Top 10 Solar Panel Myths Busted
Even as residential solar panel installation becomes more popular many myths about solar panels and solar energy are still very widespread. Here are the top 10 myths and the facts that prove them untrue.
Solar panels do not work well in cold climates
Typically, most solar panels work best in cold, sunny climates. Because conductivity increases in cold temperatures, having panels in cold, sunny climates helps make electricity flow more efficiently.
Solar power will get more efficient, so I should wait to buy or install
Although many companies are still working to develop new and improved solar panels, the current technology has been used since the 1960s and is very effective and well established. The potential amount of efficiency you may gain, and money you may save, from future panels, is very small compared to the panels readily available today.
I will not live in my home long enough to make my investment in solar back
Depending on the system, solar panels can pay for themselves within a 6 to 15-year time-frame and combined with the best state and federal tax incentives, you have the potential to start seeing a return on your investment in 2 to 4 years. Even if you do not plan to be in your house for the next 15 years, solar panels increase the resale value of a home by about $15,000, so you can still get a good return on your investment when you sell your home.
Solar panels require a tracking system to follow the angle of the sun
Solar panels are positioned to maximize sun exposure when they are installed, meaning that no type of tracking system is necessary for performance. Some newer solar panels do include tracking systems for an extra cost, but it is not necessary that you purchase this for your panels to be successful.
Solar panels do not operate well in snowy or cloudy conditions
Snow and clouds can reduce the amount of solar energy produced by solar panels, but they can still work efficiently. In snowy climates, most often panels are positioned in a way that allows for the snow to slide off once it has accumulated.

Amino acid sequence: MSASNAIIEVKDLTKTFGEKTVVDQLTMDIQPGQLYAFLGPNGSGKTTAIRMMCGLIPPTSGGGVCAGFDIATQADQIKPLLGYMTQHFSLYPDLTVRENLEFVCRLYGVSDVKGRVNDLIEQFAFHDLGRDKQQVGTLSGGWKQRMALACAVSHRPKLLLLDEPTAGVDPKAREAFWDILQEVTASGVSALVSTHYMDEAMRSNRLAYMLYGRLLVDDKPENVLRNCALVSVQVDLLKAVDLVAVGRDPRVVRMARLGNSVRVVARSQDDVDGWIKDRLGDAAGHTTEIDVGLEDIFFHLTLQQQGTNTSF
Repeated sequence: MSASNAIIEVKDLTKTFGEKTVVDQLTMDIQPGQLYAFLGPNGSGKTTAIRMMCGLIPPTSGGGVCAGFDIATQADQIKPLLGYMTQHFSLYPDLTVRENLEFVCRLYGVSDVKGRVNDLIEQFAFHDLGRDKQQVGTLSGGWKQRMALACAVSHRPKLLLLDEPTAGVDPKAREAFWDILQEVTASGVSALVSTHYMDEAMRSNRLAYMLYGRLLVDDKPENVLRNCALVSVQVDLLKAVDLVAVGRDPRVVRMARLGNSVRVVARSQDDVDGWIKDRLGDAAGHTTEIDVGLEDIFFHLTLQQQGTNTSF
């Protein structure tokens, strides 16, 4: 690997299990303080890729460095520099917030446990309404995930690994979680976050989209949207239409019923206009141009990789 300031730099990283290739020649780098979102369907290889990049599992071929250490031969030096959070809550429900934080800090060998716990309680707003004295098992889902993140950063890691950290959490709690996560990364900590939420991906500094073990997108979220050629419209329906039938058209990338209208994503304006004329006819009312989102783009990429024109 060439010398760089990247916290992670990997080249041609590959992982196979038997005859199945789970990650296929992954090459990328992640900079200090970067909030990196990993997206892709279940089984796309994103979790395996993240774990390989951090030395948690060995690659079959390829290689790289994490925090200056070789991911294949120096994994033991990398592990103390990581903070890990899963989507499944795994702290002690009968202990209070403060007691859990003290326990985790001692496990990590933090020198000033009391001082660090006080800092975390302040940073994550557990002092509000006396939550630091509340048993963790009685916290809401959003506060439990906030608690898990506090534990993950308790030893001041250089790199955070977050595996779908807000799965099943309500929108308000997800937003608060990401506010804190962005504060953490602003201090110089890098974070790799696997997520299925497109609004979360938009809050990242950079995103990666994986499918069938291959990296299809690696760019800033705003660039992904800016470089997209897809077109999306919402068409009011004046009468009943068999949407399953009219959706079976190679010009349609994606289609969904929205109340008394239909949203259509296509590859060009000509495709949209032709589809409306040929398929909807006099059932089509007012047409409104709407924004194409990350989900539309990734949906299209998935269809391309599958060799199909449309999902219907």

Solar panels require constant maintenance
Solar panels are built to be durable and require minimal maintenance. Many professionals recommend an annual inspection of the panels to keep them in top condition, but not much further maintenance is required.
Solar panels will look unattractive
Ultimately, the appeal of solar panels is subjective, but many professionals can install them in locations and positions that minimize the visual impact.
Solar panels will damage my roof
Professional installers are skilled at installing panels on all roof types. These professionals will not damage a homeowners roof, and in many cases, solar panels can even extend the life of the roof by protecting it from the elements.
Only a few states offer financial incentives for installing panels
Almost every state in the United States offers incentives for solar energy. In addition to any state incentive offered, the federal government is also offering a 30% tax credit for any solar systems installed by the end of 2019.
Most solar systems will store excess energy in batteries
Most home solar power systems do not store energy in batteries. They are instead connected to the power grid via net metering, and homeowners are credited with the energy that their solar panels generate and add to the electrical grid.
There are many misconceptions about Solar panels impact on the environment. Keep reading to learn more.
Making solar panels causes more pollution than the clean energy they produce.
No. A study by the US Department of Energy shows that, depending on your solar panels, the energy payback is 1 to 4 years. Solar panels usually last 25 years, so solar manufacturing is very green. That said, if you buy American made panels, it saves more carbon from the transport costs. Something to consider in choosing your panels.
Solar panels will cause more harm to the environment when they’re thrown away in 25 years.
Actually, most panel manufacturers will recycle the panels after you’re through in 25 years. If they don’t, don’t buy those panels. However, it’s hard to say whether people will actually recycle them because most panels are still being used today. So it’s up to you find out about the manufacturer’s panel recycling program. From what I understand, they will come to you and take them away at no charge.
Source: Solar Power Rocks